Fork Truck Accident Victim 'Brain Damaged'

Serious head injuries that left a factory worker with debilitating brain injury has seen the Co Tyrone food processor, Linden Foods heavily fined over an accident on its premises.

Lucas Da Costa, 42, who is originally from East Timor, was struck by falling pallets at the company's factory in Dungannon in February 2010.

This week, the company pleaded guilty to breaches of health and safety.

The victim was trying to lift a single pallet when pallets, which were stacked three-high behind that, fell on top of him.

The truck he was using did not have any overhead protection and they landed on him, leaving him with severe brain injuries to such an extent that he now lives in a nursing home and cannot communicate in any way or do things for himself.

The firm was fined a total of £25,000 plus £1,200 costs at Laganside Crown Court, after pleading guilty to breaches of health and safety legislation at an earlier hearing at Omagh Crown Court. The case was brought by the Health and Safety Executive for Northern Ireland (HSENI).

After the hearing Anne Cassidy, an inspector with the HSENI'S Major Investigation Team, said: "Companies must use lift trucks which have overhead protection where there is a possibility of items falling.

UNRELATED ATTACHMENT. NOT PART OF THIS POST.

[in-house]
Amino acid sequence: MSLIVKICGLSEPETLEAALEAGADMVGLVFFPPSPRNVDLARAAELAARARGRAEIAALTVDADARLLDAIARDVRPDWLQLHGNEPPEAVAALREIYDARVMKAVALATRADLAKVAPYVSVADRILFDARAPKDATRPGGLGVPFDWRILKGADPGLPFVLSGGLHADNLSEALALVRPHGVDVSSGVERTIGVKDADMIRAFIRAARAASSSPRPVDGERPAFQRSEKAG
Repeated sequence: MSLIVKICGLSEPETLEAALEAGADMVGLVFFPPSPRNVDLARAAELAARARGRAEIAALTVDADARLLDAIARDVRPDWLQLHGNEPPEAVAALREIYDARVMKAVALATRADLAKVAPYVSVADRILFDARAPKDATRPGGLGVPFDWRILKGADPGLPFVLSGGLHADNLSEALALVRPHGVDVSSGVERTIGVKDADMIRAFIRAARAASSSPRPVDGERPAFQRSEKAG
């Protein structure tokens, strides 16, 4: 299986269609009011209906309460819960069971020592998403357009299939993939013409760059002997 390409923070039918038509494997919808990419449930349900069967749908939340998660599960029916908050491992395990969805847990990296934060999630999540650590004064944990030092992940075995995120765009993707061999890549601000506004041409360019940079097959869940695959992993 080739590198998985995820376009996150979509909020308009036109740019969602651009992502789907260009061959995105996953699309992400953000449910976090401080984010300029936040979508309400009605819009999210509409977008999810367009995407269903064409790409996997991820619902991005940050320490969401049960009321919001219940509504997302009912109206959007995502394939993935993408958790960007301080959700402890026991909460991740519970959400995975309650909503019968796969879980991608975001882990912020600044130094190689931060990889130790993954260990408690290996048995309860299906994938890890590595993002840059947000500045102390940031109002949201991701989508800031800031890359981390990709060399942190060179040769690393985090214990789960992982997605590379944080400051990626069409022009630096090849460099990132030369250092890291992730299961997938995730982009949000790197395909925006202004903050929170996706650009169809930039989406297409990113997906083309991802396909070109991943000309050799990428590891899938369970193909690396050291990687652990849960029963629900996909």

"Care must be taken when stacking goods to ensure the stacks are stable and suitably spaced so as to prevent accidents such as this one. A risk assessment must be carried out to identify these hazards and the most suitable means of controlling the risks."

The pallet truck Mr Da Costa had used had forks one metre long, but that the Euro pallet he was lifting was only 80cm deep so the forks "protruded out by 20cms and into the stack behind" adding that when he lifted it, they fell on him.

Mr Da Costa was rushed to hospital and then transferred to the Royal Victoria Hospital where he was treated for bleeding onto the brain, as well as multiple fractures to his skull and facial bones.

The lawyer said there were no aggravating features in the case but that in mitigation, there had been an admission of guilt by Linden Foods and a "prompt response" to what had happened.


Linden Foods Ltd, with an address at the Granville Industrial Estate, Granville Road in Dungannon, pleaded guilty to two counts of health and safety breaches in that they failed to ensure, so far as was reasonably practicable, the health, safety and welfare at work of all employees and failed to make a suitable and sufficient assessment of the risks to the health and safety to employees.

BBC NI has since reported that Linden Foods Ltd had spent more than £70,000 on improving health and safety practices, employing a health and safety officer and upgrading the pallet stacking system so that they're not stacked on top of each other.

The company had already admitted liability in civil proceedings, were still paying Mr Da Costa's wages to his wife and that his cousin, who also works for the company, is allowed to leave work to help out when required.


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